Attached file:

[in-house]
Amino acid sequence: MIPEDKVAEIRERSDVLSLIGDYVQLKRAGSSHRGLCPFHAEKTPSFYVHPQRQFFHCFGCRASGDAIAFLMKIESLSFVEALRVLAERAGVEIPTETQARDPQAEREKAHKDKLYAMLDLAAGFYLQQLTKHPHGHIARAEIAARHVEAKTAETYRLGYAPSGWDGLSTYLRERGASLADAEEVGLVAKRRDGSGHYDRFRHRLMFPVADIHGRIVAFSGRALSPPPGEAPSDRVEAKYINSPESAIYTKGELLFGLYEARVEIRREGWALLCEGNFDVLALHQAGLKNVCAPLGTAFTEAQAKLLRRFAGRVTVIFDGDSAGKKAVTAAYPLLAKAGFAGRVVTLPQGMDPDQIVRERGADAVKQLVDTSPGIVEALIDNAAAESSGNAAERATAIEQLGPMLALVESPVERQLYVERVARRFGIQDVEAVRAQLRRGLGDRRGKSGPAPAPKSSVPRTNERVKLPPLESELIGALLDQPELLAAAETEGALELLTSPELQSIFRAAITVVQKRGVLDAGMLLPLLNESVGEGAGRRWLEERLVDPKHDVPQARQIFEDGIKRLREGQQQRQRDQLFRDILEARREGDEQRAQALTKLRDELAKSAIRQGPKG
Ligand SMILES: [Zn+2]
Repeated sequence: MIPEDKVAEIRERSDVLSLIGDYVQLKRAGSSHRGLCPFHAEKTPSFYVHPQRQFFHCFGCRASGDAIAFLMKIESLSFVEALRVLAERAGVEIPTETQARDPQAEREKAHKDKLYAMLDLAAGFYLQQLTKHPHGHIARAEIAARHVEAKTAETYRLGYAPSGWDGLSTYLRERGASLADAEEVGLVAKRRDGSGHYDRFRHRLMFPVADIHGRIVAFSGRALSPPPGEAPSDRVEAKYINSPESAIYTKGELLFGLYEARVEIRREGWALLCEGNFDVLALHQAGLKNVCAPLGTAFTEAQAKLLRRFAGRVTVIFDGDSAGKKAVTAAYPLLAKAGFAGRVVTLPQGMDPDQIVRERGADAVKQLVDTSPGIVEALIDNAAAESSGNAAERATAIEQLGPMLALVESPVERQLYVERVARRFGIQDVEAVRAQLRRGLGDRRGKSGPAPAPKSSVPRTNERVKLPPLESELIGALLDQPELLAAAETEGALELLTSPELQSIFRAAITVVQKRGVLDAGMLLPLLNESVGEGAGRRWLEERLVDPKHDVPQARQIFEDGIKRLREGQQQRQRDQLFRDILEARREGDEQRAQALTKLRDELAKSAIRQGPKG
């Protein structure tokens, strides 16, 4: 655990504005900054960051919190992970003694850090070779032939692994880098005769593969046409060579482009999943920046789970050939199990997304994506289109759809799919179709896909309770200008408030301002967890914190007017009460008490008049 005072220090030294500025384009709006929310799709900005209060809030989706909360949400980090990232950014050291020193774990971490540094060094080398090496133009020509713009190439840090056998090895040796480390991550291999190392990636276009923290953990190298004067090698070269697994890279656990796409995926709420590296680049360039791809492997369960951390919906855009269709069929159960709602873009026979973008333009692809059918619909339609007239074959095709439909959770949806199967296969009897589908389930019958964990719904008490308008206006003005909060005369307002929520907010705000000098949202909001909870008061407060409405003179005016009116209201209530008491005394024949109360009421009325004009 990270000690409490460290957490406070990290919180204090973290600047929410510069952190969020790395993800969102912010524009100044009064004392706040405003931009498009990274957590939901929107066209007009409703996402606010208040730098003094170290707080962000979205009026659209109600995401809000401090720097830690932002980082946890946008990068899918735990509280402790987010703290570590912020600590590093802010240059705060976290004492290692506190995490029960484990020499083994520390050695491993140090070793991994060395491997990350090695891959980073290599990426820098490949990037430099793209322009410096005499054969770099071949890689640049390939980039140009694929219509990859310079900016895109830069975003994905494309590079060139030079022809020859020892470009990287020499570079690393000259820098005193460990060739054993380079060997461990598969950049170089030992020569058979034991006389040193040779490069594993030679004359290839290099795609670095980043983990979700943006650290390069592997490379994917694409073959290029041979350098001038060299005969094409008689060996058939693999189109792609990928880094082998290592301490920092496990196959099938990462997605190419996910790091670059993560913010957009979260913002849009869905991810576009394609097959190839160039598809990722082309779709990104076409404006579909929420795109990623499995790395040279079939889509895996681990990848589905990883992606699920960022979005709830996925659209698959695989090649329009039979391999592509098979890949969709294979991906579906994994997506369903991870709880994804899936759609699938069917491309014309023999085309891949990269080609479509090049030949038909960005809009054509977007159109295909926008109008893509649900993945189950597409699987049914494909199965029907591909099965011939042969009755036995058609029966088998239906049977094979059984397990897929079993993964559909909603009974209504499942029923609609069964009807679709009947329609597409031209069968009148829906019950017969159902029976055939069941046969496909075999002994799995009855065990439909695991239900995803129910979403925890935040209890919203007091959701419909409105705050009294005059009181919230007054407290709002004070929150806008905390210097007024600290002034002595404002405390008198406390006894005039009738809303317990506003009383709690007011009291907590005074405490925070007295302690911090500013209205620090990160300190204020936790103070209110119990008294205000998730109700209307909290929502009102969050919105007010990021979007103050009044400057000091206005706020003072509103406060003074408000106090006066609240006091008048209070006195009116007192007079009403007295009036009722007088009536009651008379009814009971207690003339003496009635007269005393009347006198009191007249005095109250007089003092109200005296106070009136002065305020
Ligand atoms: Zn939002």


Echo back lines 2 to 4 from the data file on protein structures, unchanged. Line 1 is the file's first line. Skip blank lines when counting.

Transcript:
Amino acid sequence: MIPEDKVAEIRERSDVLSLIGDYVQLKRAGSSHRGLCPFHAEKTPSFYVHPQRQFFHCFGCRASGDAIAFLMKIESLSFVEALRVLAERAGVEIPTETQARDPQAEREKAHKDKLYAMLDLAAGFYLQQLTKHPHGHIARAEIAARHVEAKTAETYRLGYAPSGWDGLSTYLRERGASLADAEEVGLVAKRRDGSGHYDRFRHRLMFPVADIHGRIVAFSGRALSPPPGEAPSDRVEAKYINSPESAIYTKGELLFGLYEARVEIRREGWALLCEGNFDVLALHQAGLKNVCAPLGTAFTEAQAKLLRRFAGRVTVIFDGDSAGKKAVTAAYPLLAKAGFAGRVVTLPQGMDPDQIVRERGADAVKQLVDTSPGIVEALIDNAAAESSGNAAERATAIEQLGPMLALVESPVERQLYVERVARRFGIQDVEAVRAQLRRGLGDRRGKSGPAPAPKSSVPRTNERVKLPPLESELIGALLDQPELLAAAETEGALELLTSPELQSIFRAAITVVQKRGVLDAGMLLPLLNESVGEGAGRRWLEERLVDPKHDVPQARQIFEDGIKRLREGQQQRQRDQLFRDILEARREGDEQRAQALTKLRDELAKSAIRQGPKG
Ligand SMILES: [Zn+2]
Repeated sequence: MIPEDKVAEIRERSDVLSLIGDYVQLKRAGSSHRGLCPFHAEKTPSFYVHPQRQFFHCFGCRASGDAIAFLMKIESLSFVEALRVLAERAGVEIPTETQARDPQAEREKAHKDKLYAMLDLAAGFYLQQLTKHPHGHIARAEIAARHVEAKTAETYRLGYAPSGWDGLSTYLRERGASLADAEEVGLVAKRRDGSGHYDRFRHRLMFPVADIHGRIVAFSGRALSPPPGEAPSDRVEAKYINSPESAIYTKGELLFGLYEARVEIRREGWALLCEGNFDVLALHQAGLKNVCAPLGTAFTEAQAKLLRRFAGRVTVIFDGDSAGKKAVTAAYPLLAKAGFAGRVVTLPQGMDPDQIVRERGADAVKQLVDTSPGIVEALIDNAAAESSGNAAERATAIEQLGPMLALVESPVERQLYVERVARRFGIQDVEAVRAQLRRGLGDRRGKSGPAPAPKSSVPRTNERVKLPPLESELIGALLDQPELLAAAETEGALELLTSPELQSIFRAAITVVQKRGVLDAGMLLPLLNESVGEGAGRRWLEERLVDPKHDVPQARQIFEDGIKRLREGQQQRQRDQLFRDILEARREGDEQRAQALTKLRDELAKSAIRQGPKG